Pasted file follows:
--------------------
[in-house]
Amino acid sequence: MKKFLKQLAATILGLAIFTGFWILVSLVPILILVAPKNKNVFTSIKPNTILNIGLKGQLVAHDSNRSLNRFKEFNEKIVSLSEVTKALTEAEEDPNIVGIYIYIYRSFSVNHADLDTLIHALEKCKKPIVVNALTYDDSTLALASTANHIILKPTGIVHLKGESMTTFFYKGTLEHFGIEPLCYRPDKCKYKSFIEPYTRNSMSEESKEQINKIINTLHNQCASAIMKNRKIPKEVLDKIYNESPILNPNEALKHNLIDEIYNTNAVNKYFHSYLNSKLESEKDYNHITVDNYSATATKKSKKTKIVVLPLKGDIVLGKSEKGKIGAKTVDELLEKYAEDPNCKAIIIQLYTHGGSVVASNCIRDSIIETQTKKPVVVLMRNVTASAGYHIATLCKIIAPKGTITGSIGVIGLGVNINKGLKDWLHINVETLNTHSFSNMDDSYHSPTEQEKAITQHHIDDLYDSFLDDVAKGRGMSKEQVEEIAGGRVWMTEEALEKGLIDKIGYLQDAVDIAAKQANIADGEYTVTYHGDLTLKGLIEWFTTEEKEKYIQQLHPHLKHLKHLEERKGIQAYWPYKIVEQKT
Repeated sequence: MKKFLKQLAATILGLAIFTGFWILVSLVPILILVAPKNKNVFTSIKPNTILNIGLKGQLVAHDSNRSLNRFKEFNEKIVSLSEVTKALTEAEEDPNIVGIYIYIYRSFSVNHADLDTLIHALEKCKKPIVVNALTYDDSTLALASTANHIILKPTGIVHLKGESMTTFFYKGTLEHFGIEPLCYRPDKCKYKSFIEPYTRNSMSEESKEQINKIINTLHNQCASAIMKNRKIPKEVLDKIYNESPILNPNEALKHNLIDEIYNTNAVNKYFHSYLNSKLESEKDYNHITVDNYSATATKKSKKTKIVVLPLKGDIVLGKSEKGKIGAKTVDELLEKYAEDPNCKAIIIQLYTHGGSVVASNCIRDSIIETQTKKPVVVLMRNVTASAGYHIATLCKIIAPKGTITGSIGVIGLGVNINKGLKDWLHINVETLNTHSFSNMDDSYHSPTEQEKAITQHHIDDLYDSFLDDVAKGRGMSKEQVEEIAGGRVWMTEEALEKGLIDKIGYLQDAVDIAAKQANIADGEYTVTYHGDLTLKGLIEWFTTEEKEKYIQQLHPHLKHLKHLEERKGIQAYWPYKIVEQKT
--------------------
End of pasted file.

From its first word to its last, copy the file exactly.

[in-house]
Amino acid sequence: MKKFLKQLAATILGLAIFTGFWILVSLVPILILVAPKNKNVFTSIKPNTILNIGLKGQLVAHDSNRSLNRFKEFNEKIVSLSEVTKALTEAEEDPNIVGIYIYIYRSFSVNHADLDTLIHALEKCKKPIVVNALTYDDSTLALASTANHIILKPTGIVHLKGESMTTFFYKGTLEHFGIEPLCYRPDKCKYKSFIEPYTRNSMSEESKEQINKIINTLHNQCASAIMKNRKIPKEVLDKIYNESPILNPNEALKHNLIDEIYNTNAVNKYFHSYLNSKLESEKDYNHITVDNYSATATKKSKKTKIVVLPLKGDIVLGKSEKGKIGAKTVDELLEKYAEDPNCKAIIIQLYTHGGSVVASNCIRDSIIETQTKKPVVVLMRNVTASAGYHIATLCKIIAPKGTITGSIGVIGLGVNINKGLKDWLHINVETLNTHSFSNMDDSYHSPTEQEKAITQHHIDDLYDSFLDDVAKGRGMSKEQVEEIAGGRVWMTEEALEKGLIDKIGYLQDAVDIAAKQANIADGEYTVTYHGDLTLKGLIEWFTTEEKEKYIQQLHPHLKHLKHLEERKGIQAYWPYKIVEQKT
Repeated sequence: MKKFLKQLAATILGLAIFTGFWILVSLVPILILVAPKNKNVFTSIKPNTILNIGLKGQLVAHDSNRSLNRFKEFNEKIVSLSEVTKALTEAEEDPNIVGIYIYIYRSFSVNHADLDTLIHALEKCKKPIVVNALTYDDSTLALASTANHIILKPTGIVHLKGESMTTFFYKGTLEHFGIEPLCYRPDKCKYKSFIEPYTRNSMSEESKEQINKIINTLHNQCASAIMKNRKIPKEVLDKIYNESPILNPNEALKHNLIDEIYNTNAVNKYFHSYLNSKLESEKDYNHITVDNYSATATKKSKKTKIVVLPLKGDIVLGKSEKGKIGAKTVDELLEKYAEDPNCKAIIIQLYTHGGSVVASNCIRDSIIETQTKKPVVVLMRNVTASAGYHIATLCKIIAPKGTITGSIGVIGLGVNINKGLKDWLHINVETLNTHSFSNMDDSYHSPTEQEKAITQHHIDDLYDSFLDDVAKGRGMSKEQVEEIAGGRVWMTEEALEKGLIDKIGYLQDAVDIAAKQANIADGEYTVTYHGDLTLKGLIEWFTTEEKEKYIQQLHPHLKHLKHLEERKGIQAYWPYKIVEQKT